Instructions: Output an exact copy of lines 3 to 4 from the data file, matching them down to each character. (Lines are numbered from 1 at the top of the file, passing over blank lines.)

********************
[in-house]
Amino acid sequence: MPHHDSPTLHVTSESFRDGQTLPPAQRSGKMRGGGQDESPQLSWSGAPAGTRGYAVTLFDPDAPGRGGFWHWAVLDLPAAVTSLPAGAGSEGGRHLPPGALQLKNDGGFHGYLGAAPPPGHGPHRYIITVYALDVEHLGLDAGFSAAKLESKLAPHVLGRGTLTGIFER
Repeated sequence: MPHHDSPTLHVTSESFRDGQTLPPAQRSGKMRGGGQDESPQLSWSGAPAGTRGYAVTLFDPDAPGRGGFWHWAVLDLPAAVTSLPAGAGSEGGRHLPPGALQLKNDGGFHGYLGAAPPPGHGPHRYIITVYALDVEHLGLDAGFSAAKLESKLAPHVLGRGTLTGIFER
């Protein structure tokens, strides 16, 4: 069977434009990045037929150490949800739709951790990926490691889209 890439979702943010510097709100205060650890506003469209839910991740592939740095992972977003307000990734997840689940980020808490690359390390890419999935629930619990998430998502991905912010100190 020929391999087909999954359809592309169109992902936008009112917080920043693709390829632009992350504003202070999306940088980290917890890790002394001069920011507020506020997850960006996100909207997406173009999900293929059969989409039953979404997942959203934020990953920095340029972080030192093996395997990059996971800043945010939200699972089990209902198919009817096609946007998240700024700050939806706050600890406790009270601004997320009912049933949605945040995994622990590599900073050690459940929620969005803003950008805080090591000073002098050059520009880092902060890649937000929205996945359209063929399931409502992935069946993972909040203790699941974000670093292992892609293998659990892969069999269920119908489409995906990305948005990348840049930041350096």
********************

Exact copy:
Repeated sequence: MPHHDSPTLHVTSESFRDGQTLPPAQRSGKMRGGGQDESPQLSWSGAPAGTRGYAVTLFDPDAPGRGGFWHWAVLDLPAAVTSLPAGAGSEGGRHLPPGALQLKNDGGFHGYLGAAPPPGHGPHRYIITVYALDVEHLGLDAGFSAAKLESKLAPHVLGRGTLTGIFER
């Protein structure tokens, strides 16, 4: 069977434009990045037929150490949800739709951790990926490691889209 890439979702943010510097709100205060650890506003469209839910991740592939740095992972977003307000990734997840689940980020808490690359390390890419999935629930619990998430998502991905912010100190 020929391999087909999954359809592309169109992902936008009112917080920043693709390829632009992350504003202070999306940088980290917890890790002394001069920011507020506020997850960006996100909207997406173009999900293929059969989409039953979404997942959203934020990953920095340029972080030192093996395997990059996971800043945010939200699972089990209902198919009817096609946007998240700024700050939806706050600890406790009270601004997320009912049933949605945040995994622990590599900073050690459940929620969005803003950008805080090591000073002098050059520009880092902060890649937000929205996945359209063929399931409502992935069946993972909040203790699941974000670093292992892609293998659990892969069999269920119908489409995906990305948005990348840049930041350096």